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Scott Betts wrote:
Rednal wrote:
Aside from the Trump campaign's releases - including an obviously false assessment of Trump's own health

For those who haven't seen it, I really strongly encourage you to read the assessment in question, and a doctor's analysis of its contents. You can find them both here.

I mean, daaaaaaaaaamn.

Perhaps you would find Trump's medical letter more convincing if read by a doctor with more gravitas, such as Dr. John A. Zoidberg? (3 parts)

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Pillbug Toenibbler wrote:
Scott Betts wrote:
Rednal wrote:
Aside from the Trump campaign's releases - including an obviously false assessment of Trump's own health

For those who haven't seen it, I really strongly encourage you to read the assessment in question, and a doctor's analysis of its contents. You can find them both here.

I mean, daaaaaaaaaamn.

Perhaps you would find Trump's medical letter more convincing if read by a doctor with more gravitas, such as Dr. John A. Zoidberg? (3 parts)

Beautiful.


Rednal wrote:
In a move that probably won't help Republicans, the Supreme Court declined to reinstate parts of North Carolina's new Voter ID law, in a 4-4 split that upheld a lower court's ruling.

They got a consolation prize. Polls indicate that a major part of the Democrats voting for Clinton will be voting Republican down ticket while the Republican pollsters will be keeping to the party. If Clinton does win the election, it's not likely that she's going to be bringing that many Democrats with her.

News of the demise of the GOP has been severely exaggerated.


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Sadly, that suggests at least two more years of excessive gridlock. I... don't feel like Republicans in Congress have any interest in compromising with a Democrat president.


Rednal wrote:
Sadly, that suggests at least two more years of excessive gridlock. I... don't feel like Republicans in Congress have any interest in compromising with a Democrat president.

You know i'd rather walk than crash and burn but that's just me.


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Sadly, gridlock 'til we drive off the fiscal cliff seems to be the new normal.


Rednal wrote:
Sadly, that suggests at least two more years of excessive gridlock. I... don't feel like Republicans in Congress have any interest in compromising with a Democrat president.

I imagine that Mitch is preparing his "one term only" speech for Clinton now. We may very well see a split court for another four years unless another Justice kicks off, or retires. Or Trump actually wins, which is not beyond probability.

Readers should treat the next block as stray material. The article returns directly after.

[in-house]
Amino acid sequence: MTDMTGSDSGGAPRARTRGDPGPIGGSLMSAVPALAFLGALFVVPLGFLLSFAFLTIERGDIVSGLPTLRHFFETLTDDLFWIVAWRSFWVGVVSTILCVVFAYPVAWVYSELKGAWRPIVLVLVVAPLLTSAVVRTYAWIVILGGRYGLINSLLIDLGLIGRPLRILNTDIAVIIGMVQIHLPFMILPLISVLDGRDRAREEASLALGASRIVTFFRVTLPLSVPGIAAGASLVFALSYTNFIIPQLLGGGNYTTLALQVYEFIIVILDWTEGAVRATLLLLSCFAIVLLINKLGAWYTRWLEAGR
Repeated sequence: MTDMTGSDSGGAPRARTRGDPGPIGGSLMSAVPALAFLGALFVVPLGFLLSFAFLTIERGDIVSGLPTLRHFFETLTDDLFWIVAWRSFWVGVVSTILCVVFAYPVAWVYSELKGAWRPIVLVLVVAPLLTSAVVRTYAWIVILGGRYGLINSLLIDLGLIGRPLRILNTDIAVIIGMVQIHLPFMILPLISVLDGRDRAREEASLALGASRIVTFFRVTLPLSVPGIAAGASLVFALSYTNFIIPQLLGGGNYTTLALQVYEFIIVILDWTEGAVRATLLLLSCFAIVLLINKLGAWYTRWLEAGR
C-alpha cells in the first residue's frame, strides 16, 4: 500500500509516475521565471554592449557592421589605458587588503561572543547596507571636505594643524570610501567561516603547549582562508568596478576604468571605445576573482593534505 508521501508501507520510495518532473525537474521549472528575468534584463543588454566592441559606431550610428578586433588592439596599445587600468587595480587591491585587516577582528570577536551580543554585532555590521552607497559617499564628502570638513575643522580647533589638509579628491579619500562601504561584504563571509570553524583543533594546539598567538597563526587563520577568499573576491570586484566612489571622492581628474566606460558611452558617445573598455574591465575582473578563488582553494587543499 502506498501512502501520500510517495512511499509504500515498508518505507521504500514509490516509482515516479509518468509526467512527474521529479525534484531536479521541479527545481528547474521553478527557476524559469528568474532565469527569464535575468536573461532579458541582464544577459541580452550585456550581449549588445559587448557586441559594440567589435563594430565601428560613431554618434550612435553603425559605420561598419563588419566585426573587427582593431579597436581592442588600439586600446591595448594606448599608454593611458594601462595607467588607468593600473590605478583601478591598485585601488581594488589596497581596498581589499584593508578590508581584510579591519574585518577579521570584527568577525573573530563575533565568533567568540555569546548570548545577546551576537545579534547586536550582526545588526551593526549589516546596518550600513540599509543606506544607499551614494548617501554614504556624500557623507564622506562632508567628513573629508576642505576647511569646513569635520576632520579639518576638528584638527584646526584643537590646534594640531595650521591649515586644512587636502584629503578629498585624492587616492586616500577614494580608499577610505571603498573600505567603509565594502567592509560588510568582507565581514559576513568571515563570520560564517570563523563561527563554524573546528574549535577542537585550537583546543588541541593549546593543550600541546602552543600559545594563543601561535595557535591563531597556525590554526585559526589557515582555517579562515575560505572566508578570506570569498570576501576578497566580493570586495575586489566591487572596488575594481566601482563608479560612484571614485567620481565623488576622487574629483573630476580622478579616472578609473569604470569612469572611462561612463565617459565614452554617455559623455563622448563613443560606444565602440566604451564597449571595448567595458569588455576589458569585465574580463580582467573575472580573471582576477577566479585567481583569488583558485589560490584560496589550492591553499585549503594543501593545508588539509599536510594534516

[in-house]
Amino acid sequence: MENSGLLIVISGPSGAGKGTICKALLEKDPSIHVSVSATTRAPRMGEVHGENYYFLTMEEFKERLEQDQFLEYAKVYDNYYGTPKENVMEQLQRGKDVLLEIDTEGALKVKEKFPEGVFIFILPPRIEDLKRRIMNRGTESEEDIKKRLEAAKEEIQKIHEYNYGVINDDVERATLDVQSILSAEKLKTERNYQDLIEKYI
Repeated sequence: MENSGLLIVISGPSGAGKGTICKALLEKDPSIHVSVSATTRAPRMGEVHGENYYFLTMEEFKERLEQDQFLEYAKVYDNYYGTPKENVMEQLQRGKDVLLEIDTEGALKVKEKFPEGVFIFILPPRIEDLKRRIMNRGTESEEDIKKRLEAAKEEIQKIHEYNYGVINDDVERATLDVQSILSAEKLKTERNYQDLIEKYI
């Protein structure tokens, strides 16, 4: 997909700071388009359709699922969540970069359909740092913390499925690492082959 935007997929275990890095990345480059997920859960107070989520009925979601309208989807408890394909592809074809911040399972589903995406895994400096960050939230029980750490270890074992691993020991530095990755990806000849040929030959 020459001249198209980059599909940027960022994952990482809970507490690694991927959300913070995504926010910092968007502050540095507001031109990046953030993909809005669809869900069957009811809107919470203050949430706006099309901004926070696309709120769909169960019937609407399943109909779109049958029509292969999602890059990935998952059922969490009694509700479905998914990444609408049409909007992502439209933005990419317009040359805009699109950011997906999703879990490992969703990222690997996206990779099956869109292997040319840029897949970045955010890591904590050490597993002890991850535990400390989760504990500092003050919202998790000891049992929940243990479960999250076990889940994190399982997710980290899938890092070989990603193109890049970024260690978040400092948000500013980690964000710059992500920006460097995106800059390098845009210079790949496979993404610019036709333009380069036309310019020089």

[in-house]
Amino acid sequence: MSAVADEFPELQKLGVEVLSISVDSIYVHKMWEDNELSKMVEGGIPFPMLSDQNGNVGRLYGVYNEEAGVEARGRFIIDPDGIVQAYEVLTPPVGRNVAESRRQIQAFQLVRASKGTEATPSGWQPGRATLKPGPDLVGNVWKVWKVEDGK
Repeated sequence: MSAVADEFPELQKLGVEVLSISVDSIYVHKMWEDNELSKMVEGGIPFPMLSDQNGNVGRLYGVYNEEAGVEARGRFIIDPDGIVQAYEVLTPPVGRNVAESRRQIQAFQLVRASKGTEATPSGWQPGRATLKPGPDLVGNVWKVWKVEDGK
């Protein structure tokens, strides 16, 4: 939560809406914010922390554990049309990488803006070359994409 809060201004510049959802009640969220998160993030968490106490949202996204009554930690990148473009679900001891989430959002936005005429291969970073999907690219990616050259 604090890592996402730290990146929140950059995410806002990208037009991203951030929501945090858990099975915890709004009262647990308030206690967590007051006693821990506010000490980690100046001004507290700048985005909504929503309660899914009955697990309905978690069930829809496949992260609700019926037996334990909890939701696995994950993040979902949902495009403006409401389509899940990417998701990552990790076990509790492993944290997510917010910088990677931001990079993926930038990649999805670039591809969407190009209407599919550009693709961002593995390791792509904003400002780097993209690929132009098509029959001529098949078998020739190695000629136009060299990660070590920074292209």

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Pillbug Toenibbler wrote:
Scott Betts wrote:
Rednal wrote:
Aside from the Trump campaign's releases - including an obviously false assessment of Trump's own health

For those who haven't seen it, I really strongly encourage you to read the assessment in question, and a doctor's analysis of its contents. You can find them both here.

I mean, daaaaaaaaaamn.

Perhaps you would find Trump's medical letter more convincing if read by a doctor with more gravitas, such as Dr. John A. Zoidberg? (3 parts)

They messed it up.

Zoidberg says "To whom it may concern", but the letter says "to whom my concern."


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Drahliana Moonrunner wrote:
Rednal wrote:
In a move that probably won't help Republicans, the Supreme Court declined to reinstate parts of North Carolina's new Voter ID law, in a 4-4 split that upheld a lower court's ruling.

They got a consolation prize. Polls indicate that a major part of the Democrats voting for Clinton will be voting Republican down ticket while the Republican pollsters will be keeping to the party. If Clinton does win the election, it's not likely that she's going to be bringing that many Democrats with her.

News of the demise of the GOP has been severely exaggerated.

I'd like to see that polling.

I wouldn't be surprised if a good chunk of Republicans and Independents who might have voted Republican if it wasn't Trump are likely to split the ticket, but Democrats? Some always do of course, but in significant numbers?

The Republicans long term problems are very real and unless they can figure out a way to change, they're going to be in trouble. But that's in the long term. In the short term, they're definitely not dead yet. There are certainly plenty of states they're still strong in and others where they've gerrymandered enough to dominate House seats and state legislatures.


Drahliana Moonrunner wrote:
Rednal wrote:
Sadly, that suggests at least two more years of excessive gridlock. I... don't feel like Republicans in Congress have any interest in compromising with a Democrat president.